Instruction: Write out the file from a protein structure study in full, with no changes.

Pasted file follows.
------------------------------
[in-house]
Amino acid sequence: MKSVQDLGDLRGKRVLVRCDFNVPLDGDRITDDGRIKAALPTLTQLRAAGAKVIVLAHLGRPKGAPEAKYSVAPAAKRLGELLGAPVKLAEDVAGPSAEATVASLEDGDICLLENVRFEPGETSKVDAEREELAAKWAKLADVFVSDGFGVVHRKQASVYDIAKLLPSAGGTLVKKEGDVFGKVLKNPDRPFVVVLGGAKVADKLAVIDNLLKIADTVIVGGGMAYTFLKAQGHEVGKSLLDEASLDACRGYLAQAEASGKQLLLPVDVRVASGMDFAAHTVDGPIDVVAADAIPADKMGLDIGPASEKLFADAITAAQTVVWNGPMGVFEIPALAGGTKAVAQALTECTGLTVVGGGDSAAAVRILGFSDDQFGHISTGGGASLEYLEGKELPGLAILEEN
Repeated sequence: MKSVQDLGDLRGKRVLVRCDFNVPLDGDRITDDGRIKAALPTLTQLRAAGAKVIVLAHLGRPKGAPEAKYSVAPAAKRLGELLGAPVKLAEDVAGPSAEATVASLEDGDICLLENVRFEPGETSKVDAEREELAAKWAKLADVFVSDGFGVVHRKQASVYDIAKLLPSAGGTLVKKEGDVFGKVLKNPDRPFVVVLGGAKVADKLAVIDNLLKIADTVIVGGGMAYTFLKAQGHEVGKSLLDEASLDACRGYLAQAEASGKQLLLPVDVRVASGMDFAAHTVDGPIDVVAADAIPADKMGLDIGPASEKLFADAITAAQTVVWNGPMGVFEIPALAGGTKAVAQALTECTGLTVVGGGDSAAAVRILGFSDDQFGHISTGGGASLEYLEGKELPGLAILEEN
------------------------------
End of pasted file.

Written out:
[in-house]
Amino acid sequence: MKSVQDLGDLRGKRVLVRCDFNVPLDGDRITDDGRIKAALPTLTQLRAAGAKVIVLAHLGRPKGAPEAKYSVAPAAKRLGELLGAPVKLAEDVAGPSAEATVASLEDGDICLLENVRFEPGETSKVDAEREELAAKWAKLADVFVSDGFGVVHRKQASVYDIAKLLPSAGGTLVKKEGDVFGKVLKNPDRPFVVVLGGAKVADKLAVIDNLLKIADTVIVGGGMAYTFLKAQGHEVGKSLLDEASLDACRGYLAQAEASGKQLLLPVDVRVASGMDFAAHTVDGPIDVVAADAIPADKMGLDIGPASEKLFADAITAAQTVVWNGPMGVFEIPALAGGTKAVAQALTECTGLTVVGGGDSAAAVRILGFSDDQFGHISTGGGASLEYLEGKELPGLAILEEN
Repeated sequence: MKSVQDLGDLRGKRVLVRCDFNVPLDGDRITDDGRIKAALPTLTQLRAAGAKVIVLAHLGRPKGAPEAKYSVAPAAKRLGELLGAPVKLAEDVAGPSAEATVASLEDGDICLLENVRFEPGETSKVDAEREELAAKWAKLADVFVSDGFGVVHRKQASVYDIAKLLPSAGGTLVKKEGDVFGKVLKNPDRPFVVVLGGAKVADKLAVIDNLLKIADTVIVGGGMAYTFLKAQGHEVGKSLLDEASLDACRGYLAQAEASGKQLLLPVDVRVASGMDFAAHTVDGPIDVVAADAIPADKMGLDIGPASEKLFADAITAAQTVVWNGPMGVFEIPALAGGTKAVAQALTECTGLTVVGGGDSAAAVRILGFSDDQFGHISTGGGASLEYLEGKELPGLAILEEN